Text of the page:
Ava DuVernay And Gay Talese Challenge Claims Of Historical Inaccuracies In 'Selma'

January 7, 2015 2:45 PM

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By the time "Selma" opened on Christmas Day, its rapturous critical reception had the film on course to become a clear Oscar front-runner. But as is par for the course with most awards-caliber biopics, Ava DuVernay's civil-rights drama has faced scrutiny in certain circles for allegedly having taken liberties with historical facts. The director, a former publicist whose second feature claimed the 2012 Sundance Film Festival's directing prize, addressed the controversy on Tuesday in New York City during a luncheon celebrating "Selma." She'd done so already, but this time another notable figure was by her side to echo the sentiments: Gay Talese, who reported on the 1965 march from Selma, Alabama, to Montgomery, Alabama, for The New York Times.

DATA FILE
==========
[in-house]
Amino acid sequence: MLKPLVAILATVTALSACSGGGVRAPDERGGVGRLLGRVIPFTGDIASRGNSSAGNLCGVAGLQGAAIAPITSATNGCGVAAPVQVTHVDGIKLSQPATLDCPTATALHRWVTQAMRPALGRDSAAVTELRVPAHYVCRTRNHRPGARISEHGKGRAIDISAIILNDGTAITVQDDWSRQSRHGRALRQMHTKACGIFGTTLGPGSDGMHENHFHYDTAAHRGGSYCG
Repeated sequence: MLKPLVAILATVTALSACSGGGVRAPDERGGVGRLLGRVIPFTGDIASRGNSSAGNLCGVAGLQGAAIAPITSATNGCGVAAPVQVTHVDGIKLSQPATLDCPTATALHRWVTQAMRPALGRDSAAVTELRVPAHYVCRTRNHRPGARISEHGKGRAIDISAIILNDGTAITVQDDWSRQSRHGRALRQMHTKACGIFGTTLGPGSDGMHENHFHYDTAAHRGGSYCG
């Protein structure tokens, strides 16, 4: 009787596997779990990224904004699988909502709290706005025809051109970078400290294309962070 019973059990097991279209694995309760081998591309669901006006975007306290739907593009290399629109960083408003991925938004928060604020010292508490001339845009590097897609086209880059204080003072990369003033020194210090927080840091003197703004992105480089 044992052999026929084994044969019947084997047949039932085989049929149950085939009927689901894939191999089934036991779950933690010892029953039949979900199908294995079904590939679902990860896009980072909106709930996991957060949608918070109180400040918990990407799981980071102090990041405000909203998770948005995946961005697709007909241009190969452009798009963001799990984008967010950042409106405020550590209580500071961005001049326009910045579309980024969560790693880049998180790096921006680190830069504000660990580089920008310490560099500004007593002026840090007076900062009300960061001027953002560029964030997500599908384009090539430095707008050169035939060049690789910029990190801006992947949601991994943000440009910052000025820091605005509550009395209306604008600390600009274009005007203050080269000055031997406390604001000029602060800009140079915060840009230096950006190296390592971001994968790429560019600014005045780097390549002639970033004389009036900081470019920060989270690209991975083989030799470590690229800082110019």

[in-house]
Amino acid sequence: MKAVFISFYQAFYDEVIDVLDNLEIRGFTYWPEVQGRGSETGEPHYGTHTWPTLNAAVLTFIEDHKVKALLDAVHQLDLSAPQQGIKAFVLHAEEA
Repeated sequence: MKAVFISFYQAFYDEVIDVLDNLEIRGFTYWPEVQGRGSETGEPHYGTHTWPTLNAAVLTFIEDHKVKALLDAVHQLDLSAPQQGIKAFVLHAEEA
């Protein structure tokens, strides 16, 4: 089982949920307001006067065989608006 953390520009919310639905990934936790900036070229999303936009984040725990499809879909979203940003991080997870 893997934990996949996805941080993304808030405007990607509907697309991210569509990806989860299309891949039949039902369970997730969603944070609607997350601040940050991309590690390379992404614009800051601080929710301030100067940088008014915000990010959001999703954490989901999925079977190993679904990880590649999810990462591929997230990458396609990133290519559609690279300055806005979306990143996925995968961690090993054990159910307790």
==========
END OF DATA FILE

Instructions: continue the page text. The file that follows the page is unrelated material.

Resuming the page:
"I approached [the movie] with a lot of skepticism," Talese said during the Q&A portion of the luncheon, moderated by Gayle King and also featuring David Oyelowo, who portrays Martin Luther King Jr. in the film. "I'm a reporter -- back then I was a New York Times reporter -- and we care a lot about ...

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